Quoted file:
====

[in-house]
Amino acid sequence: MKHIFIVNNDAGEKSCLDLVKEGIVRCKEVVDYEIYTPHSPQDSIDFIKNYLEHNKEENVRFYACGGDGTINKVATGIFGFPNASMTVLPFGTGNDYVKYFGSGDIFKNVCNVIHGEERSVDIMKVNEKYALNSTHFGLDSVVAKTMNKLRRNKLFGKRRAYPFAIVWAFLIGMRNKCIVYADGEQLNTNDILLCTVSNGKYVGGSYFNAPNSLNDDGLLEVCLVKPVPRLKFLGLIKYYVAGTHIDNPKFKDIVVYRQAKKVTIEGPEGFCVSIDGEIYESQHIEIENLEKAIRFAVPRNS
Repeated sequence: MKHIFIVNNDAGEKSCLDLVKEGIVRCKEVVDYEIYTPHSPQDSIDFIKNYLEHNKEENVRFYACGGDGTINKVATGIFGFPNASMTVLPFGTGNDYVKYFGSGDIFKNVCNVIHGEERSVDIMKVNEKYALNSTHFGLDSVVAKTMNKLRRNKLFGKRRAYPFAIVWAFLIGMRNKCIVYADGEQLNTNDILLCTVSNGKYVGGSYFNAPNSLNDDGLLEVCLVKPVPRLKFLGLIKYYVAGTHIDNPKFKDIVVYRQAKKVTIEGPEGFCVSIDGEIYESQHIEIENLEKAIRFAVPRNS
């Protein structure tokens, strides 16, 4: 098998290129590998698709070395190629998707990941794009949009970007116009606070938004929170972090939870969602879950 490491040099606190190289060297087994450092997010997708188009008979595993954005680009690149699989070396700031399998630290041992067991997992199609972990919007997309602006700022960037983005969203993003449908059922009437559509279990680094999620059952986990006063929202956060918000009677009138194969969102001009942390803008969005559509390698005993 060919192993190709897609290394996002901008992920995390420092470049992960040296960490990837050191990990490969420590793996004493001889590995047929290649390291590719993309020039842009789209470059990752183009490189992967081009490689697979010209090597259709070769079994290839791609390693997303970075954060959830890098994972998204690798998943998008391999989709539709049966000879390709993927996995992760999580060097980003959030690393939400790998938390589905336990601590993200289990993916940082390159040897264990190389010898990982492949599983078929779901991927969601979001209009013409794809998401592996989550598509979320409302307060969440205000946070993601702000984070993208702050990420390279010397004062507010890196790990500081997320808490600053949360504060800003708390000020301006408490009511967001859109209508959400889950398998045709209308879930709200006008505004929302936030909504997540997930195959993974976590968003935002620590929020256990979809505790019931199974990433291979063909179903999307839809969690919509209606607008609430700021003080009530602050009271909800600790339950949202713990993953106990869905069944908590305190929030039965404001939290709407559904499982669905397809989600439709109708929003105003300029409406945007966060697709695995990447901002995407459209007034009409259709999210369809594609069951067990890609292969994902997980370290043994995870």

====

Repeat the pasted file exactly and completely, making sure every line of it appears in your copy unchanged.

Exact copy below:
[in-house]
Amino acid sequence: MKHIFIVNNDAGEKSCLDLVKEGIVRCKEVVDYEIYTPHSPQDSIDFIKNYLEHNKEENVRFYACGGDGTINKVATGIFGFPNASMTVLPFGTGNDYVKYFGSGDIFKNVCNVIHGEERSVDIMKVNEKYALNSTHFGLDSVVAKTMNKLRRNKLFGKRRAYPFAIVWAFLIGMRNKCIVYADGEQLNTNDILLCTVSNGKYVGGSYFNAPNSLNDDGLLEVCLVKPVPRLKFLGLIKYYVAGTHIDNPKFKDIVVYRQAKKVTIEGPEGFCVSIDGEIYESQHIEIENLEKAIRFAVPRNS
Repeated sequence: MKHIFIVNNDAGEKSCLDLVKEGIVRCKEVVDYEIYTPHSPQDSIDFIKNYLEHNKEENVRFYACGGDGTINKVATGIFGFPNASMTVLPFGTGNDYVKYFGSGDIFKNVCNVIHGEERSVDIMKVNEKYALNSTHFGLDSVVAKTMNKLRRNKLFGKRRAYPFAIVWAFLIGMRNKCIVYADGEQLNTNDILLCTVSNGKYVGGSYFNAPNSLNDDGLLEVCLVKPVPRLKFLGLIKYYVAGTHIDNPKFKDIVVYRQAKKVTIEGPEGFCVSIDGEIYESQHIEIENLEKAIRFAVPRNS
């Protein structure tokens, strides 16, 4: 098998290129590998698709070395190629998707990941794009949009970007116009606070938004929170972090939870969602879950 490491040099606190190289060297087994450092997010997708188009008979595993954005680009690149699989070396700031399998630290041992067991997992199609972990919007997309602006700022960037983005969203993003449908059922009437559509279990680094999620059952986990006063929202956060918000009677009138194969969102001009942390803008969005559509390698005993 060919192993190709897609290394996002901008992920995390420092470049992960040296960490990837050191990990490969420590793996004493001889590995047929290649390291590719993309020039842009789209470059990752183009490189992967081009490689697979010209090597259709070769079994290839791609390693997303970075954060959830890098994972998204690798998943998008391999989709539709049966000879390709993927996995992760999580060097980003959030690393939400790998938390589905336990601590993200289990993916940082390159040897264990190389010898990982492949599983078929779901991927969601979001209009013409794809998401592996989550598509979320409302307060969440205000946070993601702000984070993208702050990420390279010397004062507010890196790990500081997320808490600053949360504060800003708390000020301006408490009511967001859109209508959400889950398998045709209308879930709200006008505004929302936030909504997540997930195959993974976590968003935002620590929020256990979809505790019931199974990433291979063909179903999307839809969690919509209606607008609430700021003080009530602050009271909800600790339950949202713990993953106990869905069944908590305190929030039965404001939290709407559904499982669905397809989600439709109708929003105003300029409406945007966060697709695995990447901002995407459209007034009409259709999210369809594609069951067990890609292969994902997980370290043994995870």